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A Brief History of Coptic Personal Status Law

Berkeley Journal of Middle Eastern & Islamic Law, Vol. 3, No. 1, p. 81, 2010

Georgia State University College of Law, Legal Studies Research Paper No. 2012-03

60 Pages Posted: 10 Feb 2012 Last revised: 14 Feb 2012

Ryan Rowberry

Georgia State University - College of Law

John Khalil

affiliation not provided to SSRN

Date Written: 2010

Abstract

Coptic Christians comprise the largest non-Muslim population in Egypt (12-17% of Egypt’s total population). For over a millennium, the Coptic Church has administered and adjudicated personal status matters (i.e., family law) for its members using Biblically-based principles that are vastly different from those of Shari’a Law. The Egyptian government, however, has advocated for a universal right of divorce for all Egyptians modeled on Shari’a Law, a development that would significantly impact Coptic Personal Status Law.

Using interviews conducted with Coptic bishops, priests, and parishioners in Egypt, along with primary and secondary sources, this article traces the development of Coptic Personal Status Law from its origins to the present day. Particularly noteworthy is the examination of the Bill of Personal Affairs for Copts, the current code governing Coptic Personal Status Law. The authors conclude that the establishment of a universal right of divorce in Egypt is incompatible with Coptic laws designed to protect the inviolability of divine, sacramental marriage and will significantly undermine the Coptic Church’s jurisdiction and authority.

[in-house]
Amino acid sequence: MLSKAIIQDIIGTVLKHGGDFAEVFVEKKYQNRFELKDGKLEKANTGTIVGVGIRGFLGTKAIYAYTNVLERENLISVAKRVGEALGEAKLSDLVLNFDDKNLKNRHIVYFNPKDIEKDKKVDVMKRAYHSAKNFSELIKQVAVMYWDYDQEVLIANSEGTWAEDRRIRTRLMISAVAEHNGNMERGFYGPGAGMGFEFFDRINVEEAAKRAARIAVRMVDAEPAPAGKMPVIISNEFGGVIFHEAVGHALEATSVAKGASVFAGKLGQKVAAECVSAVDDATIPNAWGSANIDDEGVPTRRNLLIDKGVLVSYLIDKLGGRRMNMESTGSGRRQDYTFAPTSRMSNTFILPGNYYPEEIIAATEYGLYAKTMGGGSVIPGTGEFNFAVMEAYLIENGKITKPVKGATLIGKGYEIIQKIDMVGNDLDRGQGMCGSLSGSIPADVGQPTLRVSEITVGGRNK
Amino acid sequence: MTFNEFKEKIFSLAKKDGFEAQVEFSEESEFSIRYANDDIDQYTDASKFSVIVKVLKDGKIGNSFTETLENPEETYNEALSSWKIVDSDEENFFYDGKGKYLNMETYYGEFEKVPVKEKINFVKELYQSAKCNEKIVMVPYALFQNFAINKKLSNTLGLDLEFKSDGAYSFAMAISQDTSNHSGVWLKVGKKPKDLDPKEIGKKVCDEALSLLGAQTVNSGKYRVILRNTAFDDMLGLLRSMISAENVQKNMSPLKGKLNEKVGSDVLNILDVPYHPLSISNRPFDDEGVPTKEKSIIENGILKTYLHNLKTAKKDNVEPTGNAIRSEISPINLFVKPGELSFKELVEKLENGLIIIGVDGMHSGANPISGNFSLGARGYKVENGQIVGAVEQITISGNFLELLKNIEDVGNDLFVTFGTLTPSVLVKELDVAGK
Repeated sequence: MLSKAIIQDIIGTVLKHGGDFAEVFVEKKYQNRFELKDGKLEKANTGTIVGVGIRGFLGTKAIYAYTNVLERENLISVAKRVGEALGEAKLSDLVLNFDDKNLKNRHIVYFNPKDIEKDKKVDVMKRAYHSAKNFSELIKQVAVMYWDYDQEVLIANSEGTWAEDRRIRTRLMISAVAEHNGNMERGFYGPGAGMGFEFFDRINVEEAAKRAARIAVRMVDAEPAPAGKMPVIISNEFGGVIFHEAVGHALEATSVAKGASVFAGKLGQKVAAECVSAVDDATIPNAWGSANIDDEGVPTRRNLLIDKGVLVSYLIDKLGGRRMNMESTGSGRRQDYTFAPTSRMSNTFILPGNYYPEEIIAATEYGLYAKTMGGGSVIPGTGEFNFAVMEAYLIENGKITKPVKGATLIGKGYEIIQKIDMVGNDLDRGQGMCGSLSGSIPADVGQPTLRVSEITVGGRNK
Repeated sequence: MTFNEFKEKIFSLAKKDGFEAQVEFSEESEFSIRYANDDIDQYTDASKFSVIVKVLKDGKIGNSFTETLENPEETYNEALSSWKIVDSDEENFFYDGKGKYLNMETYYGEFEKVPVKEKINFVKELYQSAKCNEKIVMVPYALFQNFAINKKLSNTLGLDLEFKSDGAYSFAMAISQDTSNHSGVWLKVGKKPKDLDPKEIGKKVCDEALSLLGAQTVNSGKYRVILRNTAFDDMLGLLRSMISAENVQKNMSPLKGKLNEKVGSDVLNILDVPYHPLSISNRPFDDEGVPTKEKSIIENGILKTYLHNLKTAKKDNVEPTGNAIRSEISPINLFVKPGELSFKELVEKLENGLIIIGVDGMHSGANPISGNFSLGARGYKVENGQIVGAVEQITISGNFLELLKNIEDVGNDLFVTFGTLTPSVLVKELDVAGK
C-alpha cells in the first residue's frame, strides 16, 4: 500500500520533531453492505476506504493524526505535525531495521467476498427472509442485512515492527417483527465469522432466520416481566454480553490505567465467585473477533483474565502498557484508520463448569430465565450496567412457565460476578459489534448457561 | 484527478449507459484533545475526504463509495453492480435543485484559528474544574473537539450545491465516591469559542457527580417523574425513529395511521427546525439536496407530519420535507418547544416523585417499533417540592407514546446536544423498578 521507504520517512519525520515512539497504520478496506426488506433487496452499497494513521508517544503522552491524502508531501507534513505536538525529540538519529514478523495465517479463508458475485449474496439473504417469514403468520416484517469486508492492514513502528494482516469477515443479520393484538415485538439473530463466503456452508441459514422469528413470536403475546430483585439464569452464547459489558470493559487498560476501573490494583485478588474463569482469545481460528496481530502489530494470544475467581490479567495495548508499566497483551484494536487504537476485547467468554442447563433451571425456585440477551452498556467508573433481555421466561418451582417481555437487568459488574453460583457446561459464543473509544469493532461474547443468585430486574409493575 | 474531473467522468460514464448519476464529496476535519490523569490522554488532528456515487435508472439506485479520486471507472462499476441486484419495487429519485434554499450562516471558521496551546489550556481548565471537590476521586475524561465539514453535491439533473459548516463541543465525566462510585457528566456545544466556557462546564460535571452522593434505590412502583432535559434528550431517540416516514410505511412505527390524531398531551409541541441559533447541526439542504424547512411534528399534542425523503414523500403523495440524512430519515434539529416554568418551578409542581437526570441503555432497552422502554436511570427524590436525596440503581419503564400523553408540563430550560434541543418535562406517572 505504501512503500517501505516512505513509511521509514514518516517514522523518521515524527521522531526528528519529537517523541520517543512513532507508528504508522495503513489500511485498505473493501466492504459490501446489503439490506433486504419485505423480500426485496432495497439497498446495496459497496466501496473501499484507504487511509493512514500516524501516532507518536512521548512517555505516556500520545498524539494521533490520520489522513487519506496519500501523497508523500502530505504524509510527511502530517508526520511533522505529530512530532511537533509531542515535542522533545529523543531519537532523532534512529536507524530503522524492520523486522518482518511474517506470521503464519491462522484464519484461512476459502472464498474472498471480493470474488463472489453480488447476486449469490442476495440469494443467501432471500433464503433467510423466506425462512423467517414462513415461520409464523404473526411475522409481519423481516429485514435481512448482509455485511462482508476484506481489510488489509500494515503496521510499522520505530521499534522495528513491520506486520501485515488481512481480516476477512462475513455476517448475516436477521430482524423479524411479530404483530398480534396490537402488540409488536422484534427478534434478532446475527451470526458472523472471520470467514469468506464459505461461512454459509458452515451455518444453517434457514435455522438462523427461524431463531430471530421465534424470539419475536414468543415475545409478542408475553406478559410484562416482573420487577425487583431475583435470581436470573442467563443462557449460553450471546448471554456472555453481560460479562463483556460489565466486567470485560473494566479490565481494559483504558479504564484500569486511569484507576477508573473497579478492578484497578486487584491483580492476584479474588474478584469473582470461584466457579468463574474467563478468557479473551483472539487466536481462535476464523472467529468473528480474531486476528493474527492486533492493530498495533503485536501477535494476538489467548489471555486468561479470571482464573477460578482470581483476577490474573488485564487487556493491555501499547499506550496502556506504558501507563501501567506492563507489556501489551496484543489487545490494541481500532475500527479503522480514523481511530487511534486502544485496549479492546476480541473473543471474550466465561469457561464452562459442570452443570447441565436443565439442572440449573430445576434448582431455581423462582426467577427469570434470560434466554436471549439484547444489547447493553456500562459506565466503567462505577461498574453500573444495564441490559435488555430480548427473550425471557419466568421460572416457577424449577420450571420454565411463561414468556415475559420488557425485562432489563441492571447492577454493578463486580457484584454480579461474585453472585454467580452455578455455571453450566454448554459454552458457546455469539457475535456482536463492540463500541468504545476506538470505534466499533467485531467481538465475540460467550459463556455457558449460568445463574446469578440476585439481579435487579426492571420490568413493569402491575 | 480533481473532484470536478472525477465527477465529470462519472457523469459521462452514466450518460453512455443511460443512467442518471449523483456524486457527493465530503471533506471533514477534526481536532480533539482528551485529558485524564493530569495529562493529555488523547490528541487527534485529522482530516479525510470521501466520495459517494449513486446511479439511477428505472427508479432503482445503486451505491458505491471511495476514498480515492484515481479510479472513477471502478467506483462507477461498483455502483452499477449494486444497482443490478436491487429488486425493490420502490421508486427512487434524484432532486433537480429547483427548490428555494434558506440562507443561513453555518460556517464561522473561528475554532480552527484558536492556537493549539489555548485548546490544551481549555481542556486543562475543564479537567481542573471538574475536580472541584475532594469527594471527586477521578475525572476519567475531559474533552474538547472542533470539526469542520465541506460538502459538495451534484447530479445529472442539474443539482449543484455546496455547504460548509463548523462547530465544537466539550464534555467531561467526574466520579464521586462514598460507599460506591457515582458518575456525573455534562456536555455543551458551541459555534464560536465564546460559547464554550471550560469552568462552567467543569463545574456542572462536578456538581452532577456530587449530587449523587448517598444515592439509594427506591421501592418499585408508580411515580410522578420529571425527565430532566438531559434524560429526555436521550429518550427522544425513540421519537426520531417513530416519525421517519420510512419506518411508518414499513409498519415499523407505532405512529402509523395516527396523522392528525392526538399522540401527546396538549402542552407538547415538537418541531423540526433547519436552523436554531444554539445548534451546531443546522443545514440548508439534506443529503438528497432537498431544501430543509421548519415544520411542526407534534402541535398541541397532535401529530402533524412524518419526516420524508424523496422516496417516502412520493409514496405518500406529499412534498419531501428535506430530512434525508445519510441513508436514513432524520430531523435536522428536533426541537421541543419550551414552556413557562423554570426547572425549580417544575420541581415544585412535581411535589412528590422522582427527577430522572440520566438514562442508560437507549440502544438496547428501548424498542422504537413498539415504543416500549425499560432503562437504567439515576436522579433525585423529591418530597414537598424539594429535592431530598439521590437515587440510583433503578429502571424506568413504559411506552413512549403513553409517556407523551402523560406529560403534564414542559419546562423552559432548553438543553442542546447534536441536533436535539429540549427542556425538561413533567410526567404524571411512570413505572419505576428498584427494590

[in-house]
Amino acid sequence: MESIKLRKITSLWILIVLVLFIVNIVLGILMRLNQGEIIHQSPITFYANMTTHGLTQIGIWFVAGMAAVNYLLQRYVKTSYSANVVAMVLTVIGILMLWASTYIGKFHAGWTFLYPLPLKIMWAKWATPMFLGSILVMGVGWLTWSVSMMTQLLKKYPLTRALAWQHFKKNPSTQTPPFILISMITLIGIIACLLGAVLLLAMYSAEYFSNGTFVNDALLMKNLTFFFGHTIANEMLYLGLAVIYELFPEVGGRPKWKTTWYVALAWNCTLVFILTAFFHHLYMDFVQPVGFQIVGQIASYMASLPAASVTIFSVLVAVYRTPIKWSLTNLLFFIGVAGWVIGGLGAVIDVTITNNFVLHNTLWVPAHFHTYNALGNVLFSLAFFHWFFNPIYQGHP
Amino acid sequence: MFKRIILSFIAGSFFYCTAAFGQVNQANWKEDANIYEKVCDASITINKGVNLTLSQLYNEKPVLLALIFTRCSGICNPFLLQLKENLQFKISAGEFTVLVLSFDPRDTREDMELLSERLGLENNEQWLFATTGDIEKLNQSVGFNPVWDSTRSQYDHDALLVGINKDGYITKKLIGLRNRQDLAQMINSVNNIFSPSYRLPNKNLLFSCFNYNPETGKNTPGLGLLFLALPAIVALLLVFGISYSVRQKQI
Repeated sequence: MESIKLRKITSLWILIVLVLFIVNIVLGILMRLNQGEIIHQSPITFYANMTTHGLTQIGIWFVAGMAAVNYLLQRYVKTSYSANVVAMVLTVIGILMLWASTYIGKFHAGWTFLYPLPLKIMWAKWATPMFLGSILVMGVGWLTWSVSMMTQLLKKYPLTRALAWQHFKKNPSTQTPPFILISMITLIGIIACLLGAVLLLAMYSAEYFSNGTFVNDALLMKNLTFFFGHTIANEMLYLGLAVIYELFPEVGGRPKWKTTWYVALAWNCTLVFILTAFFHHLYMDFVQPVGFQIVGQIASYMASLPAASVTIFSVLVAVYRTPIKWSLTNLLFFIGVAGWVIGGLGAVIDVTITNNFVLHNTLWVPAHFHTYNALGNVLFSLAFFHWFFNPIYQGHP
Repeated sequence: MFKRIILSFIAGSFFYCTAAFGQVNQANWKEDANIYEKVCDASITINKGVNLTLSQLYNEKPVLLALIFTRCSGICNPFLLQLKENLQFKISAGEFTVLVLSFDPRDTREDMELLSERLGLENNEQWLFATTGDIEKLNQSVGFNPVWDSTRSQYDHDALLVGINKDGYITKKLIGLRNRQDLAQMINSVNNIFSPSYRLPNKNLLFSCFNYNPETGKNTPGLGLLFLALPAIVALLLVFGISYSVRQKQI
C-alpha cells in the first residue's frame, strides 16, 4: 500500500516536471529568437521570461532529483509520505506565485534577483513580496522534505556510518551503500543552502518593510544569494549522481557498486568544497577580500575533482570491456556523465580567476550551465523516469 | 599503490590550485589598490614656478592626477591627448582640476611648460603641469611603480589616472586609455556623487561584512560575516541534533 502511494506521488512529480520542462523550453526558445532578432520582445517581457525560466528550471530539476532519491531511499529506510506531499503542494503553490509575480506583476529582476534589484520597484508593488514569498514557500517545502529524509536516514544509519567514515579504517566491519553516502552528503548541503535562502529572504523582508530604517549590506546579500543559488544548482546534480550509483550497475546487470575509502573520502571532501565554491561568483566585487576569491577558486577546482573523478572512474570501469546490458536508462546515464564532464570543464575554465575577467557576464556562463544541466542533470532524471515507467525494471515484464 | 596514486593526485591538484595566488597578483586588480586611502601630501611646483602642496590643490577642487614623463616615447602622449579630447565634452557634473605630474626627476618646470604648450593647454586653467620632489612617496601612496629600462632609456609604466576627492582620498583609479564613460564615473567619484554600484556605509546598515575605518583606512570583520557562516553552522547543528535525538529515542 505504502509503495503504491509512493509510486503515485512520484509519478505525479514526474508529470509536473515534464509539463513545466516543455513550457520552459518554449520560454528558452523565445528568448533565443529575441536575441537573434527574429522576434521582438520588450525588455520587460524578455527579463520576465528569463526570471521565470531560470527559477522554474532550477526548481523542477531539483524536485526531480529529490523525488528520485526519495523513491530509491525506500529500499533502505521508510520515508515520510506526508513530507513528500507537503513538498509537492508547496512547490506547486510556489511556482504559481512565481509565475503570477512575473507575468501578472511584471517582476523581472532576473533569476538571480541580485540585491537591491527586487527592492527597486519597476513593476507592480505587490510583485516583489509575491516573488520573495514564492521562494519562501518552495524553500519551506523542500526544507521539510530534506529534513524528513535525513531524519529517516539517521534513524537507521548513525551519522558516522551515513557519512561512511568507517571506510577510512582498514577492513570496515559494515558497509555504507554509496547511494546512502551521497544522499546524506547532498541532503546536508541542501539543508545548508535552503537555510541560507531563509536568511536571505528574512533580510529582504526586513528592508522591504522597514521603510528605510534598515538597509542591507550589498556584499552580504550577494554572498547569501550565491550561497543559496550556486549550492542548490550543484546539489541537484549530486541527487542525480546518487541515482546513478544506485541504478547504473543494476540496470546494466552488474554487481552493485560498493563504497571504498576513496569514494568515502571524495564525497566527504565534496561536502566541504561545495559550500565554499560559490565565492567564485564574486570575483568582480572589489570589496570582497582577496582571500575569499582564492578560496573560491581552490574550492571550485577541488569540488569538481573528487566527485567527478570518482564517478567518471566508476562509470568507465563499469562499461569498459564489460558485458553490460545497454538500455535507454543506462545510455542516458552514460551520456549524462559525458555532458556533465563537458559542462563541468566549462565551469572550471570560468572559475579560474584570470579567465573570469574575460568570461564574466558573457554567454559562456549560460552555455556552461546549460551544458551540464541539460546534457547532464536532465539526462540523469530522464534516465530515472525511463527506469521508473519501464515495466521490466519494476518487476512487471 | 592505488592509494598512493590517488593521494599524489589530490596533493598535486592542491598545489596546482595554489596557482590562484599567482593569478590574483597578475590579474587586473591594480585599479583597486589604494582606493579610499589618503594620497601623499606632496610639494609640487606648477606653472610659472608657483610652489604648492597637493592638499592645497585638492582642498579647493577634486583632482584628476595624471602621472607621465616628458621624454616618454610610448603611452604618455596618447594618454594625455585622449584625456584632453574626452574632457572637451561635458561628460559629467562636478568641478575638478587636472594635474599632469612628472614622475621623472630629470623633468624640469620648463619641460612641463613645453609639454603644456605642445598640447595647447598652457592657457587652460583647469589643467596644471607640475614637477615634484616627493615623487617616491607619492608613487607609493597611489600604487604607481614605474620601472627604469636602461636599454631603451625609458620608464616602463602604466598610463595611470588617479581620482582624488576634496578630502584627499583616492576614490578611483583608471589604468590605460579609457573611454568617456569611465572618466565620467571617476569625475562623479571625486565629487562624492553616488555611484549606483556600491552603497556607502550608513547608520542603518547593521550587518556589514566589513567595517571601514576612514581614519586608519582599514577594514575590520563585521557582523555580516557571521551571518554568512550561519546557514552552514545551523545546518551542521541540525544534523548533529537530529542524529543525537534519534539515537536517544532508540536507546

Keywords: Copt, Coptic, Family Law, Egypt, Personal Status Law, Coptic Church, Shari'a Law, Egyptian Law, Pope Shenouda, Foreign Law

JEL Classification: K00, K30, K33, K39

Suggested Citation

Rowberry, Ryan and Khalil, John, A Brief History of Coptic Personal Status Law (2010). Berkeley Journal of Middle Eastern & Islamic Law, Vol. 3, No. 1, p. 81, 2010; Georgia State University College of Law, Legal Studies Research Paper No. 2012-03. Available at SSRN: https://ssrn.com/abstract=2001658

Ryan Max Rowberry (Contact Author)

Georgia State University - College of Law ( email )

P.O. Box 4037
Atlanta, GA 30302-4037
United States

John Khalil

affiliation not provided to SSRN ( email )

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